In MspI digests, probe P178 detects several alleles specific for African bees, collec-
tively referred to here as the A alleles, characterized by the presence of a 1.1kb fragment.
The A alleles, as a group, are present at about a 15% frequency in South African bees
and at a 15 to 25% frequency in neotropical populations (McMichael & Hall, manuscript
in preparation). Figure 2D shows that samples 13 and 14 carried A alleles, reliably
indicating an African background, consistent with the morphometric and mtDNA results.
The A alleles were absent in samples 3 and 12 which had an African maternal origin.
In MspI digests, probe P178 detects another allele, M, present in almost all bees
tested of the west European race A.m. mellifera but absent in east European bees. It
is also found at about a 5% frequency in South African bees (McMichael & Hall, manuscript
in preparation). Figure 2D shows that samples 1, 3, 4, 5, 6, 8, 9, 11 and 14 carried this
allele. The strong presence of the P178-M allele in samples 3 and 14, which had African
mtDNA but not the P130-E nuclear allele characteristic of the east European A.m.


Florida Entomologist 75(2)

June, 1992

1 2 3 4 5 6 7 B 9 10 11 12 13 14
P130 Au I

. .6 [01

S1.2 [El

S 2A2 Akul

-6,6W .a [si

1.1 [Al

Fig. 2. The honeybee samples tested for nuclear DNA RFLPs. Digested DNA from
a mixture of sibling workers from the different colonies is in the separate lanes. Different
intensities of bands in the lanes are due to varying quantities and qualities of the isolated
DNA loaded on the gels.
A. An RFLP generated by AluI and detected with probe P130: samples 3, 12, 13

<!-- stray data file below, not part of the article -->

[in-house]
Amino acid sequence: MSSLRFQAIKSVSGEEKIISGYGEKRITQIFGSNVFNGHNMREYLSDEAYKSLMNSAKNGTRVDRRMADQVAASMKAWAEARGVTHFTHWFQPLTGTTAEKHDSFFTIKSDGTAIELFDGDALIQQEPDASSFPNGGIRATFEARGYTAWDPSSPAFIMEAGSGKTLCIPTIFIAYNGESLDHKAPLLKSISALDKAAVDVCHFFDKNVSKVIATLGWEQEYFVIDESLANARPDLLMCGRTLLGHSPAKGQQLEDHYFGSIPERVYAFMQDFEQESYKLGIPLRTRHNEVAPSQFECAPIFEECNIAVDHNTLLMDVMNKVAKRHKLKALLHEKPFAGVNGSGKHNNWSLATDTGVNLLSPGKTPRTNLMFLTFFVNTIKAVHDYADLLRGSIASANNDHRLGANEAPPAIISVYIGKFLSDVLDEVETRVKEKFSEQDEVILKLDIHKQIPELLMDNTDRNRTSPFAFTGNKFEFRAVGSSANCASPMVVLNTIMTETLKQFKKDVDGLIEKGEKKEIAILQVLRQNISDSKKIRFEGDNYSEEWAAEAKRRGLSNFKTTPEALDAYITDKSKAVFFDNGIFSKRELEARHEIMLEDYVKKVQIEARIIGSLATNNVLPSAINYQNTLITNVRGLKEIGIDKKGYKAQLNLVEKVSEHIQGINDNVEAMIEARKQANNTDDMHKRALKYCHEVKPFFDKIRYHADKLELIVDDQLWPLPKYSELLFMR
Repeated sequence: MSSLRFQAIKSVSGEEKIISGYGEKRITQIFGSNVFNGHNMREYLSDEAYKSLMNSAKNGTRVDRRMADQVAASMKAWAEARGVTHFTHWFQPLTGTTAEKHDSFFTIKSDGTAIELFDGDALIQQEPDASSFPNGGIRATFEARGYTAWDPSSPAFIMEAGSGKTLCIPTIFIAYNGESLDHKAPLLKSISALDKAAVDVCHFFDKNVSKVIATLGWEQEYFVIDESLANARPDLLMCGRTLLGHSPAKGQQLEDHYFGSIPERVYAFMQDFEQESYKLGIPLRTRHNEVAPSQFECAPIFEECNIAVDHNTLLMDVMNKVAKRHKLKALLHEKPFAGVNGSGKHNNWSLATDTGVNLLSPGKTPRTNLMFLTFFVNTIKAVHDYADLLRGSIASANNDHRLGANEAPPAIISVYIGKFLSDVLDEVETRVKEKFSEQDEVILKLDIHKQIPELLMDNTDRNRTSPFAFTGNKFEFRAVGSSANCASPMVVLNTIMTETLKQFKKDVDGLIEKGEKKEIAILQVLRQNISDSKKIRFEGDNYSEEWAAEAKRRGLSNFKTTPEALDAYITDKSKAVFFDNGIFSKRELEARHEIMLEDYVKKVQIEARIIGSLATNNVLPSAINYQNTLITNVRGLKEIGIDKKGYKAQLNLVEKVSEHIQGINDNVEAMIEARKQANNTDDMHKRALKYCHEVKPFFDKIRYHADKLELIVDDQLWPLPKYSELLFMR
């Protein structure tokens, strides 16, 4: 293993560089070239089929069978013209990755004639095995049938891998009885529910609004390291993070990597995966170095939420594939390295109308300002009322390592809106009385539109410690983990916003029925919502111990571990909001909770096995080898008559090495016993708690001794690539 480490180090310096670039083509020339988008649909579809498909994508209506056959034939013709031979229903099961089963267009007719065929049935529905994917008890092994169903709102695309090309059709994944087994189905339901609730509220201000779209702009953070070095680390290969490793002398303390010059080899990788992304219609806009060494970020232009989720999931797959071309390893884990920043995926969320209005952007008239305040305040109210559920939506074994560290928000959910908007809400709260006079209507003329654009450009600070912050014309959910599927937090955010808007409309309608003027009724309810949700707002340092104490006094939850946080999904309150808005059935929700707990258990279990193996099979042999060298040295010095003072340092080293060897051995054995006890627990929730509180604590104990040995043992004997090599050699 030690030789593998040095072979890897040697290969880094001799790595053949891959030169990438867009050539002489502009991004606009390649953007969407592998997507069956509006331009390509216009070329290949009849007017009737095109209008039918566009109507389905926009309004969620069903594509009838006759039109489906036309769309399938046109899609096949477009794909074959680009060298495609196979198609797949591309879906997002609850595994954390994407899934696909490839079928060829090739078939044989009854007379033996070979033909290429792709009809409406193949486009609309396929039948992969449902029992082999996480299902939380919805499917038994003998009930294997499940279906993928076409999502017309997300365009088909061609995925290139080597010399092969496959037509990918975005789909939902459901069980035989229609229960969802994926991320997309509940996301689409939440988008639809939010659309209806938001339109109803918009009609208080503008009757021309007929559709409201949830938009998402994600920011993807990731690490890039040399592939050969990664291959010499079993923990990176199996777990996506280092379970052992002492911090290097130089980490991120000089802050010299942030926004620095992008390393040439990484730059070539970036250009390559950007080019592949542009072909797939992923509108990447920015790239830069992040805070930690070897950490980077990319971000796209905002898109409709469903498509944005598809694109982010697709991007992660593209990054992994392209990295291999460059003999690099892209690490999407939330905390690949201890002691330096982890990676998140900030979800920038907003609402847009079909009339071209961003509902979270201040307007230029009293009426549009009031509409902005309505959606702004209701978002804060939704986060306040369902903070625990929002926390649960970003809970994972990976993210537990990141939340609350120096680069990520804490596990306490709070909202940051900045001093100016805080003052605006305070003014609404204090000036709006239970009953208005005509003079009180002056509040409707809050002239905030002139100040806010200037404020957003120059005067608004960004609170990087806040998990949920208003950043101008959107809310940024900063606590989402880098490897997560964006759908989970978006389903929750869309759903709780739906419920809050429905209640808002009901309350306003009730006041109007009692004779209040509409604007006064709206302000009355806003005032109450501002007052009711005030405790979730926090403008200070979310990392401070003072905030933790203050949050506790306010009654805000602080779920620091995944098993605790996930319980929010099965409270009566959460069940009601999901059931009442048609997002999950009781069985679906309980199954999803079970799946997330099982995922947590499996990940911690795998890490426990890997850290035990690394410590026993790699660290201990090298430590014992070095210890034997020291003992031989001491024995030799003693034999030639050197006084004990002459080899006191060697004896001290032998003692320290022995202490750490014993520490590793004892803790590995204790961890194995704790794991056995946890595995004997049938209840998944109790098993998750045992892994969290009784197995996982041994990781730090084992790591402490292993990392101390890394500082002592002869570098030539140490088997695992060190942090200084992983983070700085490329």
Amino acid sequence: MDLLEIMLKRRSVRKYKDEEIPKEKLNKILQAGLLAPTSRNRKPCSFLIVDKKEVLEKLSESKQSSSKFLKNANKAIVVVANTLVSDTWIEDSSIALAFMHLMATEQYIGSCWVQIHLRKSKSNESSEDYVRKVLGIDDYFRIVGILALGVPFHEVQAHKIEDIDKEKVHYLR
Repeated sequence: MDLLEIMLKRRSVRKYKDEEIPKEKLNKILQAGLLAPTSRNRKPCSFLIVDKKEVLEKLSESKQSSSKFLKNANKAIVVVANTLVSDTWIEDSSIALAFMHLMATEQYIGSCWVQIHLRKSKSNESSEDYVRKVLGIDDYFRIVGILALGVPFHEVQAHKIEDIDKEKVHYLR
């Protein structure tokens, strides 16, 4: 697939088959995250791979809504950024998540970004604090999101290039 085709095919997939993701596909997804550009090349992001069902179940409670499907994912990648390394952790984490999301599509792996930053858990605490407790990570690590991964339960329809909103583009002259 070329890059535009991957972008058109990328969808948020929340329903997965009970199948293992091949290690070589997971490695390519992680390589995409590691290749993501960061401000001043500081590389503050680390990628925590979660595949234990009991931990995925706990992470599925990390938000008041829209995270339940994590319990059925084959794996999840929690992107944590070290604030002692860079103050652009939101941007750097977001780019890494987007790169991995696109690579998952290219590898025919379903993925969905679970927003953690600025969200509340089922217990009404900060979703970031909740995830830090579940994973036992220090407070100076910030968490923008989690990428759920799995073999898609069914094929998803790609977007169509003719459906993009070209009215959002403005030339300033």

and 14, and only these samples, lacked the 1.2 kb (kilobase) fragment characteristic of
the east European A.m. ligustica allele E. The 1.6 kb fragment is characteristic of the
alternate allele 0. In the original study (Hall 1990), another fragment between the
arrows was also detected but not with this preparation of the probe.
B. An RFLP generated by AluI and detected with probe 2A2: samples 3, 9, 12, 13
and 14 carry the 2.6 kb fragment characteristic of allele B. The larger fragment is 2.8
kb in length and is characteristic of allele A. Allele B is present at a high frequency in
African bees but is also present in west European bees.
C. An RFLP generated by MboI and detected with probe P271: samples 11, 12, 13
and 14 carry the 0.9 kb fragment present in allele S. This allele is specific to African bees.
D. Two RFLPs generated by MspI and detected with probe P178: samples 13 and
14 carry the 1.1 kb fragment characteristic of several alleles specific to African bees,
collectively referred to here as the A alleles. The 1.8 kb fragment indicated by the open
arrow is characteristic of allele M found predominantly in west European bees.



Hall: DNA Markers In Florida Honeybees

ligustica, suggested that these African matrilines had hybridized with west, but not
east, European bees.


Among the suspected African honeybee colonies found in Florida and tested in this
study, there was a strong correlation among the mtDNA types, the nuclear DNA
markers and the previous morphometric identifications. The same four colonies, 3, 12,
13 and 14, identified as African by morphometrics were determined here to have African
mtDNA. All four colonies carried two nuclear DNA markers alleless P130-0 and 2A2-B)
common to African bees, although the markers are also present in west European bees.
Sample 12 also carried one African-specific marker (allele P271-S), and samples 13 and
14 also carried two African-specific markers (allele P271-S and P178-A). These alleles
are absent in the majority of African bees, which may be the reason that sample 12
lacked one of the two alleles and sample 3 lacked both. Alternatively, the absence of
these African alleles could have been due to hybridization with European bees. In